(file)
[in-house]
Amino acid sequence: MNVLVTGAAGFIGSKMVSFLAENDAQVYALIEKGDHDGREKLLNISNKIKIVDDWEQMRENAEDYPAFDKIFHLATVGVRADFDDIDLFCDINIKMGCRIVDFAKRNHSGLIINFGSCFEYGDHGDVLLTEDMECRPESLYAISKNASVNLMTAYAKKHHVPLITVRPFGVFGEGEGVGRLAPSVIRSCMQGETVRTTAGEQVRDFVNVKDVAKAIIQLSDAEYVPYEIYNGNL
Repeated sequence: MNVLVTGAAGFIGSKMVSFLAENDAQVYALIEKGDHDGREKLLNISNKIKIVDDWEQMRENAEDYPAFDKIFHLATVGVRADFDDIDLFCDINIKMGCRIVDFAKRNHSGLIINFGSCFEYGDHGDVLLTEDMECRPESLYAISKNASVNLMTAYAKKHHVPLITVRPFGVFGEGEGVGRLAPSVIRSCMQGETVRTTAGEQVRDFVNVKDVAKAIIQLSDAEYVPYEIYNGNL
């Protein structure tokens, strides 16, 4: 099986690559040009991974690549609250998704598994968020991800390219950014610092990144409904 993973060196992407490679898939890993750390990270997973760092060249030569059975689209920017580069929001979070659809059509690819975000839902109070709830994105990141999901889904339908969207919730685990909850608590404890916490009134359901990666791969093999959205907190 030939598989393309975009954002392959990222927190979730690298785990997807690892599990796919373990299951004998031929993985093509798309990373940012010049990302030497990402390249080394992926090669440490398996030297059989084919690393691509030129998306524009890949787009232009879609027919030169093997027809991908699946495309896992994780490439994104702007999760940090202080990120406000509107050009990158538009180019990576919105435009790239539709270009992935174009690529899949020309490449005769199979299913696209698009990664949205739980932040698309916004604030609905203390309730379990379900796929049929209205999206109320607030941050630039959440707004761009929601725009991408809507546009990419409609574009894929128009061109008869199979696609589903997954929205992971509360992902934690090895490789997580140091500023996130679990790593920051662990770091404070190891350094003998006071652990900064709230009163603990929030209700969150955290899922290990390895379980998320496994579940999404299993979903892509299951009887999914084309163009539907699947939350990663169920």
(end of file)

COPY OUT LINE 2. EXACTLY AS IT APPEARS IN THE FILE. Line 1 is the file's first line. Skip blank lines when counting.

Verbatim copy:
Amino acid sequence: MNVLVTGAAGFIGSKMVSFLAENDAQVYALIEKGDHDGREKLLNISNKIKIVDDWEQMRENAEDYPAFDKIFHLATVGVRADFDDIDLFCDINIKMGCRIVDFAKRNHSGLIINFGSCFEYGDHGDVLLTEDMECRPESLYAISKNASVNLMTAYAKKHHVPLITVRPFGVFGEGEGVGRLAPSVIRSCMQGETVRTTAGEQVRDFVNVKDVAKAIIQLSDAEYVPYEIYNGNL